HEARTLAND HEALING is a New Age polemic describing alternatives to conventional methods of healing the body, mind and planet. It is provided as information and entertainment, certainly not medical advice. It is not an endorsement of any particular therapy, either by the writer or The Reader. Visit for more information.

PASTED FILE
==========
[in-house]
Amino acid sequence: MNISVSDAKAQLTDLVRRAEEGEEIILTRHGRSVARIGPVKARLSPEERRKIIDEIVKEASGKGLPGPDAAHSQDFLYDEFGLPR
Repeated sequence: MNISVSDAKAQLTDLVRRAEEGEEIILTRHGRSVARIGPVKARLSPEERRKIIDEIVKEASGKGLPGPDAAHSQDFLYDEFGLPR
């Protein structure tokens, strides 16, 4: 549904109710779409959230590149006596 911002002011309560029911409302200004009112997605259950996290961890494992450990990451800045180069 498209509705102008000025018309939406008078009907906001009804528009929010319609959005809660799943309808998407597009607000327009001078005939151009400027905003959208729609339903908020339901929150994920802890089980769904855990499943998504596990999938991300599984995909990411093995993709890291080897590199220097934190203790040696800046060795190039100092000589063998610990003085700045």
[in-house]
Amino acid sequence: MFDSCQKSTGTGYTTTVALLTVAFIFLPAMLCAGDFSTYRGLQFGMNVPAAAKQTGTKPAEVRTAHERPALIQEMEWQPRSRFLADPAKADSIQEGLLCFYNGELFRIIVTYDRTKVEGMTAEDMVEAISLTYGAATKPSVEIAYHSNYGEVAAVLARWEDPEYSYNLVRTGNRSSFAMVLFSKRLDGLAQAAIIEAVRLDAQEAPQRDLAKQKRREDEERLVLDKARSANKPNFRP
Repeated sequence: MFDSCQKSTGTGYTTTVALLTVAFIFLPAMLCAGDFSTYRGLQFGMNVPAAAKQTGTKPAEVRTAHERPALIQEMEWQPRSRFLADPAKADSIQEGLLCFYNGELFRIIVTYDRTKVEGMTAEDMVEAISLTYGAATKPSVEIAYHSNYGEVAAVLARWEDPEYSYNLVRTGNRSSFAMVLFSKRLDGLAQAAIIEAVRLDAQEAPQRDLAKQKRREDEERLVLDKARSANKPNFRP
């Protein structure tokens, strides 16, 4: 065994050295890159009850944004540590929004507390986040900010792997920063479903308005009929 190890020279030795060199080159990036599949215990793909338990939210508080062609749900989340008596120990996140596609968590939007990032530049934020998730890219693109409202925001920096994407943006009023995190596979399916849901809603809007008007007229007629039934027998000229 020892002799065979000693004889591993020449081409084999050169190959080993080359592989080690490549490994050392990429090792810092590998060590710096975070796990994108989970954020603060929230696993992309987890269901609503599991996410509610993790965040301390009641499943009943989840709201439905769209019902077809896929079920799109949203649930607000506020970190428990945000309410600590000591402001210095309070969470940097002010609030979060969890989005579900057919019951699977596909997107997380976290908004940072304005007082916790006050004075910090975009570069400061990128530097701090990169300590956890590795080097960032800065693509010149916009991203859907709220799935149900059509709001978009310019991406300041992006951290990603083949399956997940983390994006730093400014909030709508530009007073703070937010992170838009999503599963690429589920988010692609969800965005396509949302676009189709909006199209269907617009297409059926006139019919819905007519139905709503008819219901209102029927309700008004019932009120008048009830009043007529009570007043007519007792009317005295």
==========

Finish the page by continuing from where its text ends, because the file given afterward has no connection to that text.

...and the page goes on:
OCT. 17 - 23, 2013


heartland healing


Finding Balance

Economist doesn’t want